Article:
Review – Martha Macy May Marlene
It’s easy to point the crazy finger at people who start a cult, but what’s even more frightening is that people are willing to follow. ‘Martha Macy May Marlene’ is a chilling look at a young mind lost to a cult and the lasting impacts.
Martha (Elizabeth Olsen) escapes from a commune in upstate New York where she has been living for over 2 years. She is welcomed back into normal life by her sister Lucy (Sarah Paulson) and her husband Ted (Hugh Dancy). Soon, Martha begins to display very strange behavior and it’s clear something is terribly wrong. Via flashbacks we discover the source of Martha’s pain and her life as the member of a cult.
Writer/director Sean Durkin delivers a debut feature film that is absolutely brilliant. Durkin keeps the film on a knife’s edge as the mystery of Martha’s anguish unfolds. There is a great contrast between the insanity of life as the member of a cult and the superficial nature of a life that is considered normal. Martha is torn between the two worlds and her torment as a social outcast is magnified by the mental and physical abuse of the cult, and her failure to adapt to her privileged family life. Durkin’s examination of life in a cult is disturbing, and it’s intriguing to see the kind of mental manipulation used by its leader to lure followers, and how the followers in turn, enable the oppressive behaviour to continue. It’s horrifying what unfolds and Durkin’s work will stay with your hours after the film has finished, and you will definitely be calling a locksmith.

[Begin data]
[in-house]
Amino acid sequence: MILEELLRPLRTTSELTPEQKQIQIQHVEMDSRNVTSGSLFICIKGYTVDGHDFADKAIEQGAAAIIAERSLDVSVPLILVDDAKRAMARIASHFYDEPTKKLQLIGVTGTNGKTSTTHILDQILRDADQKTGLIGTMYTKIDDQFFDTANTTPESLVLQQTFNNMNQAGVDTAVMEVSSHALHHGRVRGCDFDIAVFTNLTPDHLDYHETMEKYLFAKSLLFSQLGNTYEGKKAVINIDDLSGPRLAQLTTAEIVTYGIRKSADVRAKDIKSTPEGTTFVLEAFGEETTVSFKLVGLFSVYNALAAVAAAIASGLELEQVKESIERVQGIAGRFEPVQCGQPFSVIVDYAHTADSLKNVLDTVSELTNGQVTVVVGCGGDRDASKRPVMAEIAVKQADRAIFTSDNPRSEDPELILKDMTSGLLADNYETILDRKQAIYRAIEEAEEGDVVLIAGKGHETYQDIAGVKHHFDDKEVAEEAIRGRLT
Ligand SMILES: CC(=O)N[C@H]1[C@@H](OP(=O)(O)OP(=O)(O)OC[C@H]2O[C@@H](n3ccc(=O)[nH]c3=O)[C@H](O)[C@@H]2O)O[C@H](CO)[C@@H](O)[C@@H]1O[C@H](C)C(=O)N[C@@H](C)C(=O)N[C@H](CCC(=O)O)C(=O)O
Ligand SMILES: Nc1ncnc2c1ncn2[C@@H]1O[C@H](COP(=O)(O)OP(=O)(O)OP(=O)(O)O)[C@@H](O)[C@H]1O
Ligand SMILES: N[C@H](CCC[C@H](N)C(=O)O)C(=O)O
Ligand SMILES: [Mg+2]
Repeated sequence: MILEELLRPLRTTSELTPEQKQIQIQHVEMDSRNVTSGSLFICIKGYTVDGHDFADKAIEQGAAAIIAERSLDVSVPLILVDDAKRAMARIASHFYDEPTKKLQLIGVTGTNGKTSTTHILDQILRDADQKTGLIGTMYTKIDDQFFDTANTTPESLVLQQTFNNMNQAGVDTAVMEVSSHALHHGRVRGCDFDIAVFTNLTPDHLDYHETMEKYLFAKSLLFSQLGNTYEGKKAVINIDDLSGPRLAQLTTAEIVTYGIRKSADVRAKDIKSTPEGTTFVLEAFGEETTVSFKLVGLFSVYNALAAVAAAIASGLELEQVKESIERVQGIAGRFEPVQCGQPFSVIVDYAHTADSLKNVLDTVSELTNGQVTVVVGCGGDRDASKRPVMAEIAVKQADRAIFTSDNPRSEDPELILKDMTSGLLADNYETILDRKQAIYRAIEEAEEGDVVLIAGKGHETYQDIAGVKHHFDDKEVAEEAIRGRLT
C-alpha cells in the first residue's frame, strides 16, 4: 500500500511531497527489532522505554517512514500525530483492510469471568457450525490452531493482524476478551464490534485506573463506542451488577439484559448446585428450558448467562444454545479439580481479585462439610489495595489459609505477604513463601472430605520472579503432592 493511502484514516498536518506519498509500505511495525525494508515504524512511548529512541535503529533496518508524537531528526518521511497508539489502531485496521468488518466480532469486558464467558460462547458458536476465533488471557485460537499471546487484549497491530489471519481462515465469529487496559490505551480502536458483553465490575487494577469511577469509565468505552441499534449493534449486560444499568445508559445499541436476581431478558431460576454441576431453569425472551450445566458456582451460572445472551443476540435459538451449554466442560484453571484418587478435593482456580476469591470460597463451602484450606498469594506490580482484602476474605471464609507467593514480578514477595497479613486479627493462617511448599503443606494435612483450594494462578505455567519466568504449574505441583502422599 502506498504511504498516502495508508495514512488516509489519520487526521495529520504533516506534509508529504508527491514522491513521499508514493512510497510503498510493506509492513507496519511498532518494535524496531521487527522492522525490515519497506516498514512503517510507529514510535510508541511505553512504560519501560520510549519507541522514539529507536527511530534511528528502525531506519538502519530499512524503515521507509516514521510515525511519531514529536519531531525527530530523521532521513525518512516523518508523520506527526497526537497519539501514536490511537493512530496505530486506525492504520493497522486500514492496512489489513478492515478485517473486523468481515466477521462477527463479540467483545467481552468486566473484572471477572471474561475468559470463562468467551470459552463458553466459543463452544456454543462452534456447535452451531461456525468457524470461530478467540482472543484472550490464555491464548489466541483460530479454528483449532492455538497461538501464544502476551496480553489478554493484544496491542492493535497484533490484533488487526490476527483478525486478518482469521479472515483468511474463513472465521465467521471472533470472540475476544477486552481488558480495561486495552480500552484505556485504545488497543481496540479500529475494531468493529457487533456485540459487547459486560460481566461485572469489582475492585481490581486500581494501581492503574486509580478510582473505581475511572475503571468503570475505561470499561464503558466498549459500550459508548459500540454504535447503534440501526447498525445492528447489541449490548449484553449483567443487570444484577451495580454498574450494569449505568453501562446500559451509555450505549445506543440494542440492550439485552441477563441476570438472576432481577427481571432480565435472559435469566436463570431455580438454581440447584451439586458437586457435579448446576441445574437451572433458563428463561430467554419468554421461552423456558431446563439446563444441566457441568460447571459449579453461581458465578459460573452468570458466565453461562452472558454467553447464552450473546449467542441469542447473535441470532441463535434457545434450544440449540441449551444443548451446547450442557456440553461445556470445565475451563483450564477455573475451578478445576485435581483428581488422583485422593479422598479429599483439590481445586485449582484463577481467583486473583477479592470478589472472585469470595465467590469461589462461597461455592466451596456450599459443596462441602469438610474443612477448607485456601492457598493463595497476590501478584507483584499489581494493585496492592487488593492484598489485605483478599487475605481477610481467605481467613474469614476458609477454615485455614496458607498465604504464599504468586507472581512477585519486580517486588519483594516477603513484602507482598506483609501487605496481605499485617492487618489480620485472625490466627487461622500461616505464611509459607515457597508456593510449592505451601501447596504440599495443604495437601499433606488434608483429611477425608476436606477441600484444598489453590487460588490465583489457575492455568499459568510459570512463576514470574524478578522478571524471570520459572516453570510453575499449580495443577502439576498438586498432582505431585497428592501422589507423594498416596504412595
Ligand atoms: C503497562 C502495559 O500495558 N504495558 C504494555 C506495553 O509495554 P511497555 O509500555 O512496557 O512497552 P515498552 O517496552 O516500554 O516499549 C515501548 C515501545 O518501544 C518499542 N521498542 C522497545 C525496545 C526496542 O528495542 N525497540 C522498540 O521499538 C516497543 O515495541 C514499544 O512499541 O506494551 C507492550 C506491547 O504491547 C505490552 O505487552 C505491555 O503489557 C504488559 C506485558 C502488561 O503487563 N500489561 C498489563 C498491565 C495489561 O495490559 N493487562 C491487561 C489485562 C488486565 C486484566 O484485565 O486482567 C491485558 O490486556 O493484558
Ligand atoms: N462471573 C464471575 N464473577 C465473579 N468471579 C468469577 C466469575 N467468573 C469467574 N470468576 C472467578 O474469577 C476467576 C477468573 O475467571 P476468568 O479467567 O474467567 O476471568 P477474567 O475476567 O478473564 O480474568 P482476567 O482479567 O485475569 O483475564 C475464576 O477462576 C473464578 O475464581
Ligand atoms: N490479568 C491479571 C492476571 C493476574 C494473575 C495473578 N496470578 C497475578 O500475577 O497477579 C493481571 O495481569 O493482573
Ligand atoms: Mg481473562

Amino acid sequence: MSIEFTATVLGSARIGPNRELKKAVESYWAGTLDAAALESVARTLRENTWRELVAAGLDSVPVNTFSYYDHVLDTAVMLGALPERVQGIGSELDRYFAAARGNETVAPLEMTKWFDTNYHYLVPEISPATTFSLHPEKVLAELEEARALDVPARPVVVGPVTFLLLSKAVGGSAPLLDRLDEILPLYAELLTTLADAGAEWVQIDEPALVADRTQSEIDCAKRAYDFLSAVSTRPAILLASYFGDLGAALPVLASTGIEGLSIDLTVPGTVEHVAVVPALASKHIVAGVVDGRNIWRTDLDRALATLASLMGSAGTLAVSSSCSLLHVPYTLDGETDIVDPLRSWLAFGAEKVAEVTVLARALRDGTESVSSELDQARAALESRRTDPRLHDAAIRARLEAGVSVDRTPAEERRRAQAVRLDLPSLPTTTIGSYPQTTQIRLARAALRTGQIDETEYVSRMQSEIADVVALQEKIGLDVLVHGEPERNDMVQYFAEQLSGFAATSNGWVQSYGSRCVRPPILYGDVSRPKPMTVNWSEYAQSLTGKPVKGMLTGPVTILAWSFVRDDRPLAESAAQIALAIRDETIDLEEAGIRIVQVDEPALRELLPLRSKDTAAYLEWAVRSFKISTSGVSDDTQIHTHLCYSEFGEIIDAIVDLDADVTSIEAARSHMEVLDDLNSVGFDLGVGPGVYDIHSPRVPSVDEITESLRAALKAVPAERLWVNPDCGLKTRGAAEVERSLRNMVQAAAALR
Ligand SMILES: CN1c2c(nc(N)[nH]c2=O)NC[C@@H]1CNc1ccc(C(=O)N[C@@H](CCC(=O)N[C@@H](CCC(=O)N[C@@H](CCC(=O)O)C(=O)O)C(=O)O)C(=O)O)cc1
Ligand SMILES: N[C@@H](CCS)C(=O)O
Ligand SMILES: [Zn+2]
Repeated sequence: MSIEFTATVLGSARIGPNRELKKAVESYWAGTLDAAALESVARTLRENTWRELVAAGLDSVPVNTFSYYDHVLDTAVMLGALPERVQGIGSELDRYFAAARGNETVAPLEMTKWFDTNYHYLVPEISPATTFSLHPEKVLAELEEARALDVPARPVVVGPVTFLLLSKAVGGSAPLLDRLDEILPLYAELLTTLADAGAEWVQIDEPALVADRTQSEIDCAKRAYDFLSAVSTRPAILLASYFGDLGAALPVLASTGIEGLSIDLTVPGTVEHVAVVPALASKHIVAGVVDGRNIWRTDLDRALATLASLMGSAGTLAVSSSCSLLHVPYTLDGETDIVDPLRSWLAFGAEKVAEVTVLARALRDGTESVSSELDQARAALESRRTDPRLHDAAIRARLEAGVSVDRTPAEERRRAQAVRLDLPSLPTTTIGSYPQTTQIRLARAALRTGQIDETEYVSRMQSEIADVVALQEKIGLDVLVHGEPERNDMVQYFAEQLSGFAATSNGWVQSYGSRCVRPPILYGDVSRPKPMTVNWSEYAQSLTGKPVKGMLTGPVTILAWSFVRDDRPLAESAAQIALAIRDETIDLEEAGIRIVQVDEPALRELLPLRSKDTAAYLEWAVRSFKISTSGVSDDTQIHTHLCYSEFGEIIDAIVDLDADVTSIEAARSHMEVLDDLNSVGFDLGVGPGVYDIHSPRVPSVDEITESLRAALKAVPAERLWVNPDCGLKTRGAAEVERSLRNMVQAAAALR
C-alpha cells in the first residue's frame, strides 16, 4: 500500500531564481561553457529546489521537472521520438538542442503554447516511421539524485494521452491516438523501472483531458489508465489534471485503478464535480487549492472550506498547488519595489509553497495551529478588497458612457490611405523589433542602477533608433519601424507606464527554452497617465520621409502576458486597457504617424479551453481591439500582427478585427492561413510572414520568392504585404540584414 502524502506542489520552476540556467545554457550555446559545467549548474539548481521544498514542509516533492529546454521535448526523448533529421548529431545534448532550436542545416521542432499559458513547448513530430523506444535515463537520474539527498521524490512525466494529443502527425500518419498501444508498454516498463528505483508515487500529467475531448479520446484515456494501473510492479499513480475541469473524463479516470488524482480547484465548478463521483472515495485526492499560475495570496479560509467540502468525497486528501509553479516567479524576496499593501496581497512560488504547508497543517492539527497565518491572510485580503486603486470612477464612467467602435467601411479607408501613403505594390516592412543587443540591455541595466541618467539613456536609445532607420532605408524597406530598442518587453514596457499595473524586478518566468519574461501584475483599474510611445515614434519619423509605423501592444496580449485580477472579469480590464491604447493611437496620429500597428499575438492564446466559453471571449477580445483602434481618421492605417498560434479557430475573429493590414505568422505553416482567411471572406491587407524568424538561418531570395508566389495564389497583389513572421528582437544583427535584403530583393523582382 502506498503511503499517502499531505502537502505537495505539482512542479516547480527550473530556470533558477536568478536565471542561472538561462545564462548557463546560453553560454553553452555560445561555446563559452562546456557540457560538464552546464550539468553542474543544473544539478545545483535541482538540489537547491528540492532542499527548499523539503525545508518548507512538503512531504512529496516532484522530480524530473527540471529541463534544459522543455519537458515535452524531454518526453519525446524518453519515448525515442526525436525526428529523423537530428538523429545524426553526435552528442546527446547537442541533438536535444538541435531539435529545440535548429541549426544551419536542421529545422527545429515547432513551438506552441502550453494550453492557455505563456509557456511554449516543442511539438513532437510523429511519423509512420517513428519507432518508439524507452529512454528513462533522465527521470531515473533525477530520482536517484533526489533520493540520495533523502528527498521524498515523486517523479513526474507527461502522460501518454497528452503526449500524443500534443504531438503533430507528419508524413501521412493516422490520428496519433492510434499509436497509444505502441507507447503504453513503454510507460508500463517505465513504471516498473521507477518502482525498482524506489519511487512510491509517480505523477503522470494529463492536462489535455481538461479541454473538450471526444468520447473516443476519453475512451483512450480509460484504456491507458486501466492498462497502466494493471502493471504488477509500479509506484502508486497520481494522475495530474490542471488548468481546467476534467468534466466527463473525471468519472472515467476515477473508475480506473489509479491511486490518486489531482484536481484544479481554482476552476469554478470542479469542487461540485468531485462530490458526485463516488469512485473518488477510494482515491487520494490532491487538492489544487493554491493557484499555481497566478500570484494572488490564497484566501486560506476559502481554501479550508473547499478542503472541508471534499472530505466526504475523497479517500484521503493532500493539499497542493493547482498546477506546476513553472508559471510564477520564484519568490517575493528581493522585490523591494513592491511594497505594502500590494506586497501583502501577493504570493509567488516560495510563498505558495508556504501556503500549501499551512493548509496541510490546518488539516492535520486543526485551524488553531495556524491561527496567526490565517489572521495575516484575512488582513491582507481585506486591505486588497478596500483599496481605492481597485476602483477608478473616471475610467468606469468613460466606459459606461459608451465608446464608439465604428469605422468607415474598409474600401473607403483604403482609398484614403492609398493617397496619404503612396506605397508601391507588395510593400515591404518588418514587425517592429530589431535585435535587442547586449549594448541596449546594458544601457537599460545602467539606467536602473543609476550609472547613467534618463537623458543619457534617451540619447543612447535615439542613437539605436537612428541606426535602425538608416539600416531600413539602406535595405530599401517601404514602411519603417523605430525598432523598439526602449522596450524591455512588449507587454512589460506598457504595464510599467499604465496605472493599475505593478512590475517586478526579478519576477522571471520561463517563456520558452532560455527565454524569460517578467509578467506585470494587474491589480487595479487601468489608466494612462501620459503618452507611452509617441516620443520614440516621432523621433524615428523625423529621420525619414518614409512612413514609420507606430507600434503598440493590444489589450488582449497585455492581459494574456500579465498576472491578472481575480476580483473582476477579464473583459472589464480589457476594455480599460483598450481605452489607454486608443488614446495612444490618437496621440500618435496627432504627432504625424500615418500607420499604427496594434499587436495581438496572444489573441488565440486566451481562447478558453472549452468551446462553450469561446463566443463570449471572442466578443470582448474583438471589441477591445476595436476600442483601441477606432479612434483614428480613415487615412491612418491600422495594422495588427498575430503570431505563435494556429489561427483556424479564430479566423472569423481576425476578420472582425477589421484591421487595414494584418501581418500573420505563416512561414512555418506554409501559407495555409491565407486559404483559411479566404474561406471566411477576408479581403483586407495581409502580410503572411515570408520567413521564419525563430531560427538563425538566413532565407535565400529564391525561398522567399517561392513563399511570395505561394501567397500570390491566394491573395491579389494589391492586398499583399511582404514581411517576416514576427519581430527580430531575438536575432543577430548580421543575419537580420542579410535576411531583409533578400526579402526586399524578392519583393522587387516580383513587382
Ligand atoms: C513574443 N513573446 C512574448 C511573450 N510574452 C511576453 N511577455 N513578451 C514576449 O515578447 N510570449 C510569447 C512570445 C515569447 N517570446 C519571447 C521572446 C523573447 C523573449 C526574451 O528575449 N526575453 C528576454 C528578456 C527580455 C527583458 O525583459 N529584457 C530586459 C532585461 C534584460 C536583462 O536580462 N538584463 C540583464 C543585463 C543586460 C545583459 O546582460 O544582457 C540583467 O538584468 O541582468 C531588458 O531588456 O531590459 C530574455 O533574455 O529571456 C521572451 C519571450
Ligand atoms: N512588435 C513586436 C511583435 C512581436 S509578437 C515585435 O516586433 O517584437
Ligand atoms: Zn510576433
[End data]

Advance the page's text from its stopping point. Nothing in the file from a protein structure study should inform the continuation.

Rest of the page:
Olsen delivers an amazing performance and it’s tragic seeing her go from a gorgeous young woman to a beautiful basket case. Olsen does more with one look or a smile than most actresses do in an entire film. Paulson and Dancy are terrific playing an insincere couple who believe money equals happiness, and John Hawkes is frightening playing the cult leader and master manipulator.
The very light soundtrack by Daniel Bensi and Saunder Jurriaans hunts the film and there is beautiful cinematography by Jody Lee Lipes.
A lot of ‘Martha Macy May Marlene’ is open to interpretation that adds more credibility to the genius of Durkin’s filmmaking skills, and the finale is sure to launch film nerds into debate that may possibly end in a punch up.
‘Martha Macy May Marlene’ is a polarizing film and a must see. I’ve never seen a film that generates such a high level of anxiety by doing so little. Well done Mr. Durkin, all hail Durkin!
‘Martha Macy May Marlene’ is now showing.
The Popcorn Junkie